Home Do You Know? What makes this chapel different from others?

What makes this chapel different from others?

The Bruder Klaus Field Chapel, completed in 2007 is located on an agricultural landscape in the rural town of Eifel, Germany. The field chapel is dedicated to Swiss Saint Nicholas von der Flue (1417-1487), known as Brother Klaus. Do you know what makes this chapel different from others?

Yes, the chapel is different in structure, design, materials used and theme. Original design was done by local farmers who wanted to honor their patron saint, Bruder Klaus of the fifteenth century. Pritzker Prize winning architect Peter Zumthor ensured the Chapel to be a place for individual experiences and reflection.

The visitor is greeted by a small triangular opening which gives enough hints to the teepee-like structure that is to be revealed within. The visitor is then led horizontally into the space which widens and twists to reveal a ‘tear-dropped shaped room’. As the visitor moves ahead this horizontal axis is slowly shifted to the vertical as the ‘projecting ribs’ of the interior form.

The obvious directionality of wall leads the eye upward to the point where the roof is open to the sky and night stars. This aperture controls the indoor climate in the chapel. Both sunlight and air and rain penetrate the opening and create a very specific environment or experience based on time of day and season.

Small holes, 350 in number, located in the concrete walls allow daylight to enter the interior of the structure.  These boreholes with steel pipes and used to pass the elements that held the inner formwork abroad before being burned, were later covered with small hemispheres of blown glass that give a particular flavor to the point where light enters and were essential due to air currents that originated inside the chapel.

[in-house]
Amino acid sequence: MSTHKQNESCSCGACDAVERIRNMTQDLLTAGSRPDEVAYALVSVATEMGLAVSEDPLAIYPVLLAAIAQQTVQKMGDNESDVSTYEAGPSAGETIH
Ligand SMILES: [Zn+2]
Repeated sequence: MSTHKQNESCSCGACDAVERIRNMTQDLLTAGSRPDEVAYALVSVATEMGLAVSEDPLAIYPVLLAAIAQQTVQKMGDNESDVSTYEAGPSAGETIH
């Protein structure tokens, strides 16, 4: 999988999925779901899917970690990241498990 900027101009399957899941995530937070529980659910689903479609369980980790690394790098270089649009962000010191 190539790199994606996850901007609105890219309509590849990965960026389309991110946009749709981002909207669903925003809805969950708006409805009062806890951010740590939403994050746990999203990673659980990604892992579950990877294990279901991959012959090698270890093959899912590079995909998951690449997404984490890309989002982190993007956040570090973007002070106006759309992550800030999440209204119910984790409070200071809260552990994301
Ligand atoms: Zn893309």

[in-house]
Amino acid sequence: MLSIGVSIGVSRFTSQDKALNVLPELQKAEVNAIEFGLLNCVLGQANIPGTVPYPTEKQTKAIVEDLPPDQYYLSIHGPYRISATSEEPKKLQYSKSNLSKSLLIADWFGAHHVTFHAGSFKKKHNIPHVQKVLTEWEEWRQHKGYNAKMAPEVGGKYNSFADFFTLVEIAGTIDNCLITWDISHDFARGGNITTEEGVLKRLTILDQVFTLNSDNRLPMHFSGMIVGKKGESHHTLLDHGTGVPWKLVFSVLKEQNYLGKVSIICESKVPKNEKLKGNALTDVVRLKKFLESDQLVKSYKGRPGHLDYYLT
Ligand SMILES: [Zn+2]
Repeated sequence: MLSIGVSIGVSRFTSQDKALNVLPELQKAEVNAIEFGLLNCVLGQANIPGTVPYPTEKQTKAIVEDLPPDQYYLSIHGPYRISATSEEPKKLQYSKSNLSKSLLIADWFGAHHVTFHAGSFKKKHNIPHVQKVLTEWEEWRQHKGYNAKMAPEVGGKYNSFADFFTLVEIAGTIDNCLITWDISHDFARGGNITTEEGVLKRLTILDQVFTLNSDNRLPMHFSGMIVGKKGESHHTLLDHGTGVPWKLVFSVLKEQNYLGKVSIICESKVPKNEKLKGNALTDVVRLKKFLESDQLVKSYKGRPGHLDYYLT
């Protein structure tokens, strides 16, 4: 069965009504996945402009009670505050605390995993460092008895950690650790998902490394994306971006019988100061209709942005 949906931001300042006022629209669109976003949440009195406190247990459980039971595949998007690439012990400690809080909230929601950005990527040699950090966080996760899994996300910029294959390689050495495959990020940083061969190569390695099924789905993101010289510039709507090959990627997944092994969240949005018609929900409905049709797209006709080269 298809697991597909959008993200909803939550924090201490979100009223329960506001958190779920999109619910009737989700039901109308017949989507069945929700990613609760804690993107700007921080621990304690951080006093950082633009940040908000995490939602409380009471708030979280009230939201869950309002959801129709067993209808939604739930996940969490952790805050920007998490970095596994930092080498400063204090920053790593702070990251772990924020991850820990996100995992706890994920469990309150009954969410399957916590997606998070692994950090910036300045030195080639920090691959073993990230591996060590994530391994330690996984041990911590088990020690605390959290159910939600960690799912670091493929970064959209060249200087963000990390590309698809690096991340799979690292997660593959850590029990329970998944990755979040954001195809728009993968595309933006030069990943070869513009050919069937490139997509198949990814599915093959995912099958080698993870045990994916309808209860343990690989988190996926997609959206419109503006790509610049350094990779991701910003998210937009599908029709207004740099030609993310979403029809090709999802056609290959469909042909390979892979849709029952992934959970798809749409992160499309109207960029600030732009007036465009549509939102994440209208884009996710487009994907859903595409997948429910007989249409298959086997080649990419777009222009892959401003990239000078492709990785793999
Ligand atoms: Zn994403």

Constructed on a concrete slab, a framework of logs – harvested from 112 local trees – were assembled in a teepee-shaped structure with a teardrop opening at the pinnacle which will act as the oculus for the completed form. Once finished formwork, concrete layers were tamped over the existing surface, each with about 50 cm thick and with 24 days of daily poured layer. When 24 layers of concrete were poured and dried, the wooden structure was burned, the slow burn lasted 3 weeks, leaving behind a hollow cavity blackened, with a negative walls charred in which there were few traces of logs original.

And finally, there is no plumbing, bathrooms, running water, no electricity, just a triangular metal gate at the entrance and the pavement obtained by recycling and smelting 4tn cans!

Subscribe to our newsletter

To be updated with all the latest news from Sawdust

reports

moves

tenders

latest news